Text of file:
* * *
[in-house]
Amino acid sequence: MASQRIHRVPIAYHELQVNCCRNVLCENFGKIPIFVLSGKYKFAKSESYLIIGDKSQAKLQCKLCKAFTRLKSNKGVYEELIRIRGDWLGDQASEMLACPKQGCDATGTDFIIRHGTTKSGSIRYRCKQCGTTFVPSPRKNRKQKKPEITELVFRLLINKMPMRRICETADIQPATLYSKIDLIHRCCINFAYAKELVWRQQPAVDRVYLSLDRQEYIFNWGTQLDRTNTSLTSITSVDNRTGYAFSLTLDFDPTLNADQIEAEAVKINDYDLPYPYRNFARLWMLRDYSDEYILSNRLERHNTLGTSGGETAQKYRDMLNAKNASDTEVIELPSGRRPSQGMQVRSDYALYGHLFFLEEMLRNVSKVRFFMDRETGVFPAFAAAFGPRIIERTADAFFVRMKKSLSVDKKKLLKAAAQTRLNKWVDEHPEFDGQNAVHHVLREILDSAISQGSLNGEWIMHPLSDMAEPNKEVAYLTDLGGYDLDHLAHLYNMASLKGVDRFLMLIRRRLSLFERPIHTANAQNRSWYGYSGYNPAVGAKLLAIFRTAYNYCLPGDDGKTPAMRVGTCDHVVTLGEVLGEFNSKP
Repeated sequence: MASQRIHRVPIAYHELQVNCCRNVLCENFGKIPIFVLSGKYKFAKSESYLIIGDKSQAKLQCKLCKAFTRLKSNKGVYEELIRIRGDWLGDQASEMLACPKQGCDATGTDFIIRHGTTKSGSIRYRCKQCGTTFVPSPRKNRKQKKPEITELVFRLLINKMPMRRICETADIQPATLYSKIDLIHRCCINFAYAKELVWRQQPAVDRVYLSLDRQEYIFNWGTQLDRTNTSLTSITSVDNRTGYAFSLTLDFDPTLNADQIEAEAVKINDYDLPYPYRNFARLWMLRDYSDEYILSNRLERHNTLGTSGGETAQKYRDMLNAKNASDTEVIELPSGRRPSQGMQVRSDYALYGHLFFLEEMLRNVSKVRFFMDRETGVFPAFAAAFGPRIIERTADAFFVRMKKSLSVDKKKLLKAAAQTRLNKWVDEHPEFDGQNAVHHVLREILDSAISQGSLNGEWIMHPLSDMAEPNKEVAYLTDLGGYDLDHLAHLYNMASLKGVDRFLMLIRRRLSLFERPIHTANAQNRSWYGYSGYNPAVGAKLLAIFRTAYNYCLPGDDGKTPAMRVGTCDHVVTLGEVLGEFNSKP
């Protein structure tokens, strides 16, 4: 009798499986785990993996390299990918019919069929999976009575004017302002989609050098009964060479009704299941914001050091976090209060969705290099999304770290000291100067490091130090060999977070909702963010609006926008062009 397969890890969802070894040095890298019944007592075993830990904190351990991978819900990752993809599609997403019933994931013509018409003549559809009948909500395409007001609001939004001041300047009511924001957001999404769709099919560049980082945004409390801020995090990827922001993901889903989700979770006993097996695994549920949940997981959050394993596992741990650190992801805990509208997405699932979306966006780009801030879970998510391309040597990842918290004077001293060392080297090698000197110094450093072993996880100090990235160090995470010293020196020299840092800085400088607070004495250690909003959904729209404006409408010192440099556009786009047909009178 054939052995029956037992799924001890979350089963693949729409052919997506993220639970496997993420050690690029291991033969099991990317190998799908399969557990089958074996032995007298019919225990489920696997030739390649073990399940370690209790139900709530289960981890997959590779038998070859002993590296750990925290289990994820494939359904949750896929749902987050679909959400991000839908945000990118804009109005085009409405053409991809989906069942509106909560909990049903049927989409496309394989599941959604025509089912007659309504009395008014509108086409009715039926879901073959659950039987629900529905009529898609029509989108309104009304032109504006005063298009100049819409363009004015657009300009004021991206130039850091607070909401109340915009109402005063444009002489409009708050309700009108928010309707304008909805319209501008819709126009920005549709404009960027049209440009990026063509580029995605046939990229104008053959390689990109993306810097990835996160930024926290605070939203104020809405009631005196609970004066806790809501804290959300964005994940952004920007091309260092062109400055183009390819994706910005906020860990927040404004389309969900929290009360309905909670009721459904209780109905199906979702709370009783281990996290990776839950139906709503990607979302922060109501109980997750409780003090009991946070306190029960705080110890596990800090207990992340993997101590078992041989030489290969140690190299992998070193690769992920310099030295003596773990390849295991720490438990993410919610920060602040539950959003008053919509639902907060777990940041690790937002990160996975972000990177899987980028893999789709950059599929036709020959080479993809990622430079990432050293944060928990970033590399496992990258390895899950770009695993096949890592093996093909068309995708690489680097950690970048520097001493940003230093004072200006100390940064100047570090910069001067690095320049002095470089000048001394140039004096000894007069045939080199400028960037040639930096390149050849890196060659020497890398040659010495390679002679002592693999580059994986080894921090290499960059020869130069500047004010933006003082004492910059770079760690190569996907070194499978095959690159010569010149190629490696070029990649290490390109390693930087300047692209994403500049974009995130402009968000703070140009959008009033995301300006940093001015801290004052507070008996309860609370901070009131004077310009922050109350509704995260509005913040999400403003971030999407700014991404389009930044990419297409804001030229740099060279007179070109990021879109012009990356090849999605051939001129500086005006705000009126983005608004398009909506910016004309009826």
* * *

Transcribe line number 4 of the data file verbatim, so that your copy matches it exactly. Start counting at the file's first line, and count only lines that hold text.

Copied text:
């Protein structure tokens, strides 16, 4: 009798499986785990993996390299990918019919069929999976009575004017302002989609050098009964060479009704299941914001050091976090209060969705290099999304770290000291100067490091130090060999977070909702963010609006926008062009 397969890890969802070894040095890298019944007592075993830990904190351990991978819900990752993809599609997403019933994931013509018409003549559809009948909500395409007001609001939004001041300047009511924001957001999404769709099919560049980082945004409390801020995090990827922001993901889903989700979770006993097996695994549920949940997981959050394993596992741990650190992801805990509208997405699932979306966006780009801030879970998510391309040597990842918290004077001293060392080297090698000197110094450093072993996880100090990235160090995470010293020196020299840092800085400088607070004495250690909003959904729209404006409408010192440099556009786009047909009178 054939052995029956037992799924001890979350089963693949729409052919997506993220639970496997993420050690690029291991033969099991990317190998799908399969557990089958074996032995007298019919225990489920696997030739390649073990399940370690209790139900709530289960981890997959590779038998070859002993590296750990925290289990994820494939359904949750896929749902987050679909959400991000839908945000990118804009109005085009409405053409991809989906069942509106909560909990049903049927989409496309394989599941959604025509089912007659309504009395008014509108086409009715039926879901073959659950039987629900529905009529898609029509989108309104009304032109504006005063298009100049819409363009004015657009300009004021991206130039850091607070909401109340915009109402005063444009002489409009708050309700009108928010309707304008909805319209501008819709126009920005549709404009960027049209440009990026063509580029995605046939990229104008053959390689990109993306810097990835996160930024926290605070939203104020809405009631005196609970004066806790809501804290959300964005994940952004920007091309260092062109400055183009390819994706910005906020860990927040404004389309969900929290009360309905909670009721459904209780109905199906979702709370009783281990996290990776839950139906709503990607979302922060109501109980997750409780003090009991946070306190029960705080110890596990800090207990992340993997101590078992041989030489290969140690190299992998070193690769992920310099030295003596773990390849295991720490438990993410919610920060602040539950959003008053919509639902907060777990940041690790937002990160996975972000990177899987980028893999789709950059599929036709020959080479993809990622430079990432050293944060928990970033590399496992990258390895899950770009695993096949890592093996093909068309995708690489680097950690970048520097001493940003230093004072200006100390940064100047570090910069001067690095320049002095470089000048001394140039004096000894007069045939080199400028960037040639930096390149050849890196060659020497890398040659010495390679002679002592693999580059994986080894921090290499960059020869130069500047004010933006003082004492910059770079760690190569996907070194499978095959690159010569010149190629490696070029990649290490390109390693930087300047692209994403500049974009995130402009968000703070140009959008009033995301300006940093001015801290004052507070008996309860609370901070009131004077310009922050109350509704995260509005913040999400403003971030999407700014991404389009930044990419297409804001030229740099060279007179070109990021879109012009990356090849999605051939001129500086005006705000009126983005608004398009909506910016004309009826």